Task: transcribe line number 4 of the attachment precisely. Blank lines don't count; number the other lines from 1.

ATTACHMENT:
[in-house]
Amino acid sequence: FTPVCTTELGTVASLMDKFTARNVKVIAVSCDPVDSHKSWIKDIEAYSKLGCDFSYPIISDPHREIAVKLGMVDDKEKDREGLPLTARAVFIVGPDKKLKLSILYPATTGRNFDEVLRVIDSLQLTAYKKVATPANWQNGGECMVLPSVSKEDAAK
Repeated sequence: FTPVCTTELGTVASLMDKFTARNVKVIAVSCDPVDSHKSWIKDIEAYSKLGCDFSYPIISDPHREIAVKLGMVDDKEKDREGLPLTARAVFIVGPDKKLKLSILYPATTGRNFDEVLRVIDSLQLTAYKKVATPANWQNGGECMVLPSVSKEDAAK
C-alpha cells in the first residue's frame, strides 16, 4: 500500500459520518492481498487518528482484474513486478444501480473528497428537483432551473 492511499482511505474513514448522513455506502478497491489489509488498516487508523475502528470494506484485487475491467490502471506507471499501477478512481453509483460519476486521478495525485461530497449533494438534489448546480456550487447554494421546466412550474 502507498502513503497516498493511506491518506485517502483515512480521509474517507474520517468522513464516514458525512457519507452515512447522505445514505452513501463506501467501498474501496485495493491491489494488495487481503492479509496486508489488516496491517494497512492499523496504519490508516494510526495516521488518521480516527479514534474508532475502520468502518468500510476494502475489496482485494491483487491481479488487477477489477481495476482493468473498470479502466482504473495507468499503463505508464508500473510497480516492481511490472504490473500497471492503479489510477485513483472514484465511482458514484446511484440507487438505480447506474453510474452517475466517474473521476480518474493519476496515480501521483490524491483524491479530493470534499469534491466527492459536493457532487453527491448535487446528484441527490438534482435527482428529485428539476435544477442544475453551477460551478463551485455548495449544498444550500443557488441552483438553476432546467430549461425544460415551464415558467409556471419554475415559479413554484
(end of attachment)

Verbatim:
C-alpha cells in the first residue's frame, strides 16, 4: 500500500459520518492481498487518528482484474513486478444501480473528497428537483432551473 492511499482511505474513514448522513455506502478497491489489509488498516487508523475502528470494506484485487475491467490502471506507471499501477478512481453509483460519476486521478495525485461530497449533494438534489448546480456550487447554494421546466412550474 502507498502513503497516498493511506491518506485517502483515512480521509474517507474520517468522513464516514458525512457519507452515512447522505445514505452513501463506501467501498474501496485495493491491489494488495487481503492479509496486508489488516496491517494497512492499523496504519490508516494510526495516521488518521480516527479514534474508532475502520468502518468500510476494502475489496482485494491483487491481479488487477477489477481495476482493468473498470479502466482504473495507468499503463505508464508500473510497480516492481511490472504490473500497471492503479489510477485513483472514484465511482458514484446511484440507487438505480447506474453510474452517475466517474473521476480518474493519476496515480501521483490524491483524491479530493470534499469534491466527492459536493457532487453527491448535487446528484441527490438534482435527482428529485428539476435544477442544475453551477460551478463551485455548495449544498444550500443557488441552483438553476432546467430549461425544460415551464415558467409556471419554475415559479413554484